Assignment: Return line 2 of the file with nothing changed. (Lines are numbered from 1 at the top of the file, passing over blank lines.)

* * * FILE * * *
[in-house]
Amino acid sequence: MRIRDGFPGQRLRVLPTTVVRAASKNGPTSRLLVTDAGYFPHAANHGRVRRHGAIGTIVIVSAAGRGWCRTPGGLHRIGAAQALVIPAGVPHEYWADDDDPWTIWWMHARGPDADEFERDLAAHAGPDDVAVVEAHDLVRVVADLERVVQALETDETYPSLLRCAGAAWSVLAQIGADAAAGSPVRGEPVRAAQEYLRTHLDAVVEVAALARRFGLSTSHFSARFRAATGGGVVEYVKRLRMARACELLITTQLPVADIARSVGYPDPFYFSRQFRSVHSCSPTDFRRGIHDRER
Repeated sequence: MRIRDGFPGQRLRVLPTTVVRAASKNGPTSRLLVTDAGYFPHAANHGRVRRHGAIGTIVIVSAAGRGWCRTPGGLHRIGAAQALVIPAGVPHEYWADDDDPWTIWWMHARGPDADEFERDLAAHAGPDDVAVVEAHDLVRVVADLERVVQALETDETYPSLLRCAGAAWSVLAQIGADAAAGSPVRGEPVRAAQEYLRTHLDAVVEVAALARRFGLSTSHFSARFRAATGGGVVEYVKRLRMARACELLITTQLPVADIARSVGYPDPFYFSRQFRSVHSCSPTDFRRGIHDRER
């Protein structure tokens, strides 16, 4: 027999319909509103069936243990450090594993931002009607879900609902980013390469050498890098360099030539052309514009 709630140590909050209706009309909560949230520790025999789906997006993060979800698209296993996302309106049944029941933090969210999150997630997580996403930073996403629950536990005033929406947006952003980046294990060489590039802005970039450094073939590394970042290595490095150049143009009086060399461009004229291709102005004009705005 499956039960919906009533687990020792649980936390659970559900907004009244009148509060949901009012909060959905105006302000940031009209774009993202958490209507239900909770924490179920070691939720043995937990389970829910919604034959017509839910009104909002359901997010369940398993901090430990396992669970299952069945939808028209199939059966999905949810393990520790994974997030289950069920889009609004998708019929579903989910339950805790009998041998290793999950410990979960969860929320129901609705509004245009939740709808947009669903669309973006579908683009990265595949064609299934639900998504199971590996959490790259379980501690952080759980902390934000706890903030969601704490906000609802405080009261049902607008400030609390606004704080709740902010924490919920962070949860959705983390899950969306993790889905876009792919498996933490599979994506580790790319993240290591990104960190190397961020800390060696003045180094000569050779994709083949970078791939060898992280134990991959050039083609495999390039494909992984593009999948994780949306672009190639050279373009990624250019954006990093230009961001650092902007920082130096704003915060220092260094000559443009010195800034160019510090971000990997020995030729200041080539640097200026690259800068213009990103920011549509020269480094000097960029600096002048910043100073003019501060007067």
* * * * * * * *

Amino acid sequence: MRIRDGFPGQRLRVLPTTVVRAASKNGPTSRLLVTDAGYFPHAANHGRVRRHGAIGTIVIVSAAGRGWCRTPGGLHRIGAAQALVIPAGVPHEYWADDDDPWTIWWMHARGPDADEFERDLAAHAGPDDVAVVEAHDLVRVVADLERVVQALETDETYPSLLRCAGAAWSVLAQIGADAAAGSPVRGEPVRAAQEYLRTHLDAVVEVAALARRFGLSTSHFSARFRAATGGGVVEYVKRLRMARACELLITTQLPVADIARSVGYPDPFYFSRQFRSVHSCSPTDFRRGIHDRER